With this it will be convenient to discuss new clause 1—Review in relation to women born on or after 6 April 1951—
‘The Government shall conduct a review to determine whether all women born on or after 6 April 1951 should be included within the scope of the new state pension arrangements established by this Act. Such a review shall be conducted within six months of Royal Assent of this Act and a report thereof laid before Parliament.’.
I remind Members that even if new clause 1 is pressed to a vote, it will not be voted on until the end of proceedings, together with other new clauses.
Good morning to you, Mr Caton; we are all looking forward to many happy hours talking pensions in your presence.
I will start on a note of consensus, in the form of a word of thanks to the official Opposition. In my 16 years in the House I cannot remember another occasion on which so few amendments have been tabled to the substantive part of a Bill. When I saw the list of amendments for today and realised that the Opposition had tabled no substantive amendments at all to the first half of the Bill, which deals with the state pension created under clause 1, I thought, “Great, full tribute to them.” Pensions are a long-term business, and if we can achieve consensus on the state pension reforms, as we appear to have, that bodes well for all of our constituents, who need to know where they stand. Governments come and go, and it is important that pension structures are as stable as possible. Therefore—slightly in jest, but slightly seriously also—I thank the hon. Member for Cumbernauld, Kilsyth and Kirkintilloch East for regarding the first half of the Bill as more or less perfectly formed.
As for the clause itself, it does what it says on the tin:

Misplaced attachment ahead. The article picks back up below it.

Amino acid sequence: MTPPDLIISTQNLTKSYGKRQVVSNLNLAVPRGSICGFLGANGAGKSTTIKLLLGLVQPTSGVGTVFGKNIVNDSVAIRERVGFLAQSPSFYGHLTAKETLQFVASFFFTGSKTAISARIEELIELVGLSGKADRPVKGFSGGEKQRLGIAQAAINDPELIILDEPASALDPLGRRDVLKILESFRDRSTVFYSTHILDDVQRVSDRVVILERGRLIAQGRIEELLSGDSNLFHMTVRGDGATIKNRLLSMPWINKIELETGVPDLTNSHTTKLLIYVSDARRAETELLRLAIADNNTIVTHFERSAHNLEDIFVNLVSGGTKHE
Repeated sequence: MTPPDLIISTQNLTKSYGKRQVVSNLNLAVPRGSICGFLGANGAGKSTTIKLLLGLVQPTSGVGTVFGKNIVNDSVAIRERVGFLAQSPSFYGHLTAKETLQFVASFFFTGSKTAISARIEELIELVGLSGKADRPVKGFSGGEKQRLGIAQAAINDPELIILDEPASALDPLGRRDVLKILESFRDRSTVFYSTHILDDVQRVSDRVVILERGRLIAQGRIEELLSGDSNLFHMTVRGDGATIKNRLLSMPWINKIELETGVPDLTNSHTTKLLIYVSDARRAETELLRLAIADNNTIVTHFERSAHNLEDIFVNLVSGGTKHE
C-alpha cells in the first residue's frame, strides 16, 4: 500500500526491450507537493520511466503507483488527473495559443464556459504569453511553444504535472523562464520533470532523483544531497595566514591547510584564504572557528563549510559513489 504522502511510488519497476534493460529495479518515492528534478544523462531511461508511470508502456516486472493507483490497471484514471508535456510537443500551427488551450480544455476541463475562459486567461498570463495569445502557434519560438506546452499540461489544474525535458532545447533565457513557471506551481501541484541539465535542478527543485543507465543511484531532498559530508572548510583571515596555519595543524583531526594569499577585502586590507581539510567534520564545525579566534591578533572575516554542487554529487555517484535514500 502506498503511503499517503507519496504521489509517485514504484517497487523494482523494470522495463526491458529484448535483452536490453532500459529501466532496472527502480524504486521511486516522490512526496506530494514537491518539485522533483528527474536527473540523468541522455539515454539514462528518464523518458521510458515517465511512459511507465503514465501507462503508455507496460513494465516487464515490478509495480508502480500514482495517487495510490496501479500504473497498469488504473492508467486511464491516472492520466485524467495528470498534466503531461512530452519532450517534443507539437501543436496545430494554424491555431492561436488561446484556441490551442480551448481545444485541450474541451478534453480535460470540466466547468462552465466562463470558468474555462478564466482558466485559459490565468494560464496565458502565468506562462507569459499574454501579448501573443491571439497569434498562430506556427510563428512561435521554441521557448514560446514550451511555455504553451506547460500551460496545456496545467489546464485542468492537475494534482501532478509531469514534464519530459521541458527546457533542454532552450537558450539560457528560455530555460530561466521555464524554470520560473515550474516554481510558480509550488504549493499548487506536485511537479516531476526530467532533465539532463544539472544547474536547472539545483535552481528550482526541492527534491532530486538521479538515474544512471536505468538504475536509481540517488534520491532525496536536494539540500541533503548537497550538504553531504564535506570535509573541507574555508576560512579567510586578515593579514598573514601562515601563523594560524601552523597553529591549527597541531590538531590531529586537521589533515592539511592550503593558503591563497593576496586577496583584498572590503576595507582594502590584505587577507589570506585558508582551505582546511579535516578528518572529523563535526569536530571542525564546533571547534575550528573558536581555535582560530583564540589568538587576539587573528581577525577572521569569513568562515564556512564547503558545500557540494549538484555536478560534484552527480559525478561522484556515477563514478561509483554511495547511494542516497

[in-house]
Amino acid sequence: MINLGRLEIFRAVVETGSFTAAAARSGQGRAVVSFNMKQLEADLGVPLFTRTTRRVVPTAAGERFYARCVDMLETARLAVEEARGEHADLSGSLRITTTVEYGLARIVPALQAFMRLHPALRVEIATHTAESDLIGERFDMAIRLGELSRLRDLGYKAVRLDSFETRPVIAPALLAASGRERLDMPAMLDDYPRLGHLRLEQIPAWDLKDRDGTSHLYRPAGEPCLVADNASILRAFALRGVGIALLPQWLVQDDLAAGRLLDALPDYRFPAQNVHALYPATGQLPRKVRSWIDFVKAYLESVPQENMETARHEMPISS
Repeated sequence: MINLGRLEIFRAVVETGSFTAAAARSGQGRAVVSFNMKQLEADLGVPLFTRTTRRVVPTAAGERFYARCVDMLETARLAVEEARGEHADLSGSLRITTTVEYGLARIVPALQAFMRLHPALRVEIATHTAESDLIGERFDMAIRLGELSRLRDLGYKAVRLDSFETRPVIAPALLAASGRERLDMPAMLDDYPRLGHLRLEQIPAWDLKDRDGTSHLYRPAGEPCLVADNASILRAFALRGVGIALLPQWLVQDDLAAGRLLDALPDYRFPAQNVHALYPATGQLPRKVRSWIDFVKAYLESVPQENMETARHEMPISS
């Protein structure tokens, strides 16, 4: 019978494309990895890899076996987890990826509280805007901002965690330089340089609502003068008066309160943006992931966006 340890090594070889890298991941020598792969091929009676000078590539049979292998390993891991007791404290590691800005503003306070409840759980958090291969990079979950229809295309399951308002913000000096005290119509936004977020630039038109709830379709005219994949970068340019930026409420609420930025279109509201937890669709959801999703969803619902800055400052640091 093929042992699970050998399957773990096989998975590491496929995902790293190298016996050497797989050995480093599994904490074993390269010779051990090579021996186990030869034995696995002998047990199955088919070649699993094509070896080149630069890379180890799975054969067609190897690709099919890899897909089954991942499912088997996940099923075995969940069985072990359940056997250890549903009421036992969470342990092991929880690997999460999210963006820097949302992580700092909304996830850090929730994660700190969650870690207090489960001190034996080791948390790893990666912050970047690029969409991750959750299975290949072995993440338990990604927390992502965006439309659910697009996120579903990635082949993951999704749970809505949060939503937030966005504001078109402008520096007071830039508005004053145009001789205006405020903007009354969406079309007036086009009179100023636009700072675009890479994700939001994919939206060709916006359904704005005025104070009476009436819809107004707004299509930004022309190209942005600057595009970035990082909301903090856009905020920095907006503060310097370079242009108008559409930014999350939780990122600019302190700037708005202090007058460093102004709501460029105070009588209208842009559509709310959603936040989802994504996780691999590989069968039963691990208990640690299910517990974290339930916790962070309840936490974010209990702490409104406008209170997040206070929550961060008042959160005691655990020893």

“This Part creates a benefit called state pension.”
Clause 1(2) gives us the start date of April 2016 for that benefit. The Committee will be aware that when we published the Green Paper back in 2011 we envisaged a start date of 2016. We consulted further, we iterated and we did a lot of work within Government; earlier this year we produced a White Paper, and by then were wondering whether 2017 would not be a more realistic schedule. However, I am pleased to say that we worked very hard on the issue and by the time the draft Bill was published we were able to bring the date forward and indicate that we were looking again at 2016. We are grateful to all the members of the Select Committee for their pre-legislative scrutiny of part 1 of the Bill; they were keen that the date of 2016 be in the Bill and we are pleased to have been able to respond positively to that recommendation.
Clearly, as soon as a date is specified there will be a set of people who fall on the other side of it. That would be true whatever date we put in the Bill. In the past, major pension changes have taken place—in some cases, those changes were far more significant in terms of entitlements for many people than the ones that we are bringing forward here—with few or no transitional arrangements. We thought that we needed transitional arrangements, and a lot of our discussion on later clauses will deal with what they are. For example, we need special arrangements for people who have paid the married woman stamp and for people who have already built up more than a single tier. The thing that took the time, as it were, in getting this Bill right was the transitional arrangements.
Clause 1 simply says that from 2016 there will be this thing called the state pension, but getting from here to there is where the complexity comes in. We argue that we have produced quite a generous and comprehensive set of transitions. Clearly, there is always somebody who is on the wrong side of that line and who would rather be on the other side, and vice versa, but every time provision is made for another group to be treated under the old rules even if they come after the cut-off date, it adds further complexity and multiple systems end up running in parallel. The whole point of the reform is simplicity, so there is a trade-off here, and we believe that we have struck it right.